The return of Cool Britannia to contemporary art
Artworks from the 1990s are now showing signs of retro appeal
A couple of weeks ago, we looked briefly at Cambridge-born painter Jenny Saville and how her self-portrait from 1992, Propped, sold for £9.5m at Sotheby’s in London earlier this month. This was the highest auction price paid for an artwork by a living female artist. Saville had been one of Charles Saatchi’s celebrated Young British Artists (YBAs) of the 1990s, along with names such as Damien Hirst, doing for Britain’s reputation in the contemporary art world what indie bands such as Blur and Oasis were doing for Brit pop in the charts. This was, after all, the decade of Cool Britannia.
Artworks from the 1990s have retro appeal, as Sotheby’s specialist Emma Baker recently told me, which may go some way to explaining what drove Propped to smash its £4m upper estimate. But it’s not only art from the 1990s that’s commanding high prices at auction – earlier pieces are too.
Set to smash records
Next month at Christie’s in New York the title of priciest artwork produced by a living male artist is widely expected to go to another British painter – David Hockney. (The current holder is American artist Jeff Koons, whose giant stainless steel sculpture of a bright orange balloon dog fetched $58m in 2013.) The Hockney painting on offer is Portrait of an Artist (Pool with Two Figures)from 1972, which Christie’s has ascribed an estimate of at least $80m.
What makes this particular painting so notable is that it is represents a cross-over of two of his most celebrated motifs – portraits and swimming pools. To prepare for this work, Hockney travelled to a villa outside of Saint-Tropez, where he took hundreds of photographs featuring an assistant and a friend in the idyllic poolside setting, with the hills in the background. Once back in his studio in London, Hockney arranged the photographs and added another of his partner, Peter Schlesinger, standing in Kensington Gardens. He decided to combine the two themes.
“The idea of painting two figures in different styles appealed so much that I began the painting immediately,” Hockney later recalled. In April 1972 he worked 18 hours a day for two weeks to complete it, finishing the night before the portrait was due to be shipped to an exhibition in New York.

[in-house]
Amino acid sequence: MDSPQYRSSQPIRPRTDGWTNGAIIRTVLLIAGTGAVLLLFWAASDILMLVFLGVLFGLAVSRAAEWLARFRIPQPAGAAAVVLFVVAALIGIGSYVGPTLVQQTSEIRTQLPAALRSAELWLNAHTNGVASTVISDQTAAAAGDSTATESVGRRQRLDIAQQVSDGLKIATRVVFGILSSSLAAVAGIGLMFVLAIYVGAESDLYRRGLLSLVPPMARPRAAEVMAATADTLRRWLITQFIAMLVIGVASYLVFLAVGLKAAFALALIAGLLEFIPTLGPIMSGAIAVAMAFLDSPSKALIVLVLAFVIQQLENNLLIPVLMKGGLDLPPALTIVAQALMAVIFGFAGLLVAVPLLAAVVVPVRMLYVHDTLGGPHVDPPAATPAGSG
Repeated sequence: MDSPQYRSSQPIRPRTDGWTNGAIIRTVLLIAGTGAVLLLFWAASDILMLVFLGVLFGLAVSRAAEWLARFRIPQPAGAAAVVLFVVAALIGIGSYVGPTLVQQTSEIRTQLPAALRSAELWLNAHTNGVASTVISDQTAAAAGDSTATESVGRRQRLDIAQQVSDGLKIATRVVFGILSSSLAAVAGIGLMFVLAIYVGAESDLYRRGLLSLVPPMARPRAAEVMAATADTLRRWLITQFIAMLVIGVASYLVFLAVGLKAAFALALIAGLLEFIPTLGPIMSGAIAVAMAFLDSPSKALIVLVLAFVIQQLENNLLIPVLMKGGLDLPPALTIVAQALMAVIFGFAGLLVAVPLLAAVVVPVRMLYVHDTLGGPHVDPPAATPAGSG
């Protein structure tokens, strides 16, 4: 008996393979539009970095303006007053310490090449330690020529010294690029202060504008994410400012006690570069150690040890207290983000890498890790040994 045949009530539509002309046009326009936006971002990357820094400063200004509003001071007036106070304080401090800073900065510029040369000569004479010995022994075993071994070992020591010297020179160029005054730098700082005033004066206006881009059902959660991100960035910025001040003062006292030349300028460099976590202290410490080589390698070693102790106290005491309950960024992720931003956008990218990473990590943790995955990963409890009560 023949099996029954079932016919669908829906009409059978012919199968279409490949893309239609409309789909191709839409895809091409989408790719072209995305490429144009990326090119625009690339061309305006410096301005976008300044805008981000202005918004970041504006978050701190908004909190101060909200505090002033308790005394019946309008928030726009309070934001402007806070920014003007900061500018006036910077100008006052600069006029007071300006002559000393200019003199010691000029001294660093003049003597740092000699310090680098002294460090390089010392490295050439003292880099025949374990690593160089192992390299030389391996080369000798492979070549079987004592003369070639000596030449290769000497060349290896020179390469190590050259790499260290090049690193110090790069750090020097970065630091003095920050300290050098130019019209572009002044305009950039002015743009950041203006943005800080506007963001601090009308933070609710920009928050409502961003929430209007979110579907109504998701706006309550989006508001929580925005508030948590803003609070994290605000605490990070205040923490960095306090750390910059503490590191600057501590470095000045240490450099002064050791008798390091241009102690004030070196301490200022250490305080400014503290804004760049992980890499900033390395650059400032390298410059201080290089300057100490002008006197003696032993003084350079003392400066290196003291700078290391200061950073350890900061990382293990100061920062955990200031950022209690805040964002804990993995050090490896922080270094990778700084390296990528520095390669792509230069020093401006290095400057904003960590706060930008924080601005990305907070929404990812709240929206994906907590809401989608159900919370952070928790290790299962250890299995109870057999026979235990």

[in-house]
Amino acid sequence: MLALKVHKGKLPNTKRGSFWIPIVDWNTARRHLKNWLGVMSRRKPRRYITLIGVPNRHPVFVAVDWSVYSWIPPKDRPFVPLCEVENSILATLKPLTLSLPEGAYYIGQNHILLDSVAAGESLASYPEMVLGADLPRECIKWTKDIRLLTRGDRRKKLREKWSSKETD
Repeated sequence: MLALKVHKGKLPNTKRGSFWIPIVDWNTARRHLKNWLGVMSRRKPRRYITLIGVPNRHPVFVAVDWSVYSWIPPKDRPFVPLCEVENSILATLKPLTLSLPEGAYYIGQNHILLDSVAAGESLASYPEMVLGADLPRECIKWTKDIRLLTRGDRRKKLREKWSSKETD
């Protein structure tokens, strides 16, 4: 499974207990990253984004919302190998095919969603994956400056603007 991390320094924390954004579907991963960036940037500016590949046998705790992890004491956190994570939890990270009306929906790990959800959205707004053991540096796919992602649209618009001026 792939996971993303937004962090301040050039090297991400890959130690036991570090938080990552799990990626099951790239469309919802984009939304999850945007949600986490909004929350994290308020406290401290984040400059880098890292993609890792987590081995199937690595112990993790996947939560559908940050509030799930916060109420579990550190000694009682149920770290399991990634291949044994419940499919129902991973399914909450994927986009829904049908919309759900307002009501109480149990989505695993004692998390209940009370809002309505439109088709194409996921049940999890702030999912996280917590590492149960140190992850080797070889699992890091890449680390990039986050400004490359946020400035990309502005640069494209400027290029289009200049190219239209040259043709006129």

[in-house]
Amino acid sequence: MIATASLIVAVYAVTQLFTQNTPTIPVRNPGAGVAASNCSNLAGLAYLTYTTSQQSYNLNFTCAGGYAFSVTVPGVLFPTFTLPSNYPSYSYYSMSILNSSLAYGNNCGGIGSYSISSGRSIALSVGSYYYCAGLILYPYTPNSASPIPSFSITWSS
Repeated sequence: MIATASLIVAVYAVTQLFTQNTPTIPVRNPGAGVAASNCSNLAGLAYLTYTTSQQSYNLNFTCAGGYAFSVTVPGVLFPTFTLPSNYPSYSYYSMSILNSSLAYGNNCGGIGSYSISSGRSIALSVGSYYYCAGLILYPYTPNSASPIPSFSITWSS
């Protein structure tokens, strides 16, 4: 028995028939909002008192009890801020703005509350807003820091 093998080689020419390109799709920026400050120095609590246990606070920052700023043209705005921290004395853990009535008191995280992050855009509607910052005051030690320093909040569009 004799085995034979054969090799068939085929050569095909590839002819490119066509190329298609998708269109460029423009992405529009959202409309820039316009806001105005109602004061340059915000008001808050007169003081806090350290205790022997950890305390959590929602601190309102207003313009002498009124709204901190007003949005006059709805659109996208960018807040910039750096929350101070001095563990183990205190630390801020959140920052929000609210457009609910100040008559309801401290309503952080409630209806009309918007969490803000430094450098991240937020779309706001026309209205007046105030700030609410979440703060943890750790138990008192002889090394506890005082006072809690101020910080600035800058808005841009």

Back in fashion
Unlike Saville, Hockney was no YBA. He was already in his fifties by the time the 1990s rolled around. But he contributed to the influential Young Contemporaries shows at the Royal Academy in the 1960s, which arguably makes him a YBA for his generation. As such, Hockney was part of the original Cool Britannia of the 1960s (the term hails from 1967 when the Bonzo Dog Doo-Dah Band used it as the title for a song). Through his huge influence on Pop Art, which emerged in Britain in the mid-1950s, before spreading to America, Hockney was an inspiration for the 1990s. From Pop Art to Brit Pop, you might say. Either way, when it comes to contemporary art, Cool Britannia is back in fashion.
Model Moss’s £370,000 bust
A bust of a true 1990s icon went under the hammer at Sotheby’s in London recently – that of Kate Moss, the model from Croydon whose waif-like appearance came to embody the decade’s fashion trend known as heroin chic. You might even say the bust is an icon of an icon. That’s because, like all great works of iconography charged with inspiring revery in the viewer, the artwork, called Song of the Siren, is made from 18-carat solid gold.
Sotheby’s gave the bust, which was created by British artist Marc Quinn in 2010, an estimate of between £300,000 to £400,000. On the day, it fell a little shy of the higher figure, selling for £370,000. “The bust of Kate Moss is interesting, because it’s part of a series [Quinn] produced called ‘Siren’, and as you know the Sirens were mythical creatures, half woman, half bird, that would seduce sailors to their death with their beautiful songs”, Sotheby’s specialist Constantine Frangos had said before the sale. Moss can make of that what she will.
The bust was part of The Midas Touch, Sotheby’s first sale devoted to gold, which raised a total of £3.04m. The other lots included a 1977 metallic-gold Ferrari 512 BB, which sold for £394,000. By far the highest bid was for Monogold Sans Titre, a wood panel layered with gold leaf, which was created by the French artist Yves Klein a year before his death in 1961 at the age of 34. The piece fetched £1m.
Going: A letter written by Albert Einstein in 1954, a year before his death, is expected to sell for $1.5m at Christie’s in New York on 4 December. The letter was sent to Eric Gutkind, a German philosopher who was trying to unify traditional Jewish teachings with modern science and philosophy and who had quoted the famous physicist in his book Choose Life: The Biblical Call to Revolt. Einstein did not approve: he wrote that religion and God are the “incarnation of the most childish superstitions” and went on to state that “the word of God is for me nothing but the expression and product of human weaknesses, the Bible a collection of venerable but still rather primitive legends”. In 2008, the same letter sold for £404,000 at auction in London.
Gone: Two of the famous Cottingley Fairies (pictured) photographs sold for a combined £20,000 at Dominic Winter Auctioneers in Gloucestershire – well above their £2,000 estimate. The picture of a group of fairies sold for £15,000, while the dancing gnome image fetched £5,400. The photos were taken by 16-year-old Elsie Wright and her nine-year-old cousin Frances Griffiths in the village of Cottingley, near Bingley in Yorkshire, in 1917, and appeared to show the girls posing with the mythical pictures. Many people at the time were taken in by the hoax, including Sherlock Holmes author, Arthur Conan Doyle, who was a keen spiritualist. The mischievous duo only publically admitted to the deception in 1983.
This article was originally published in MoneyWeek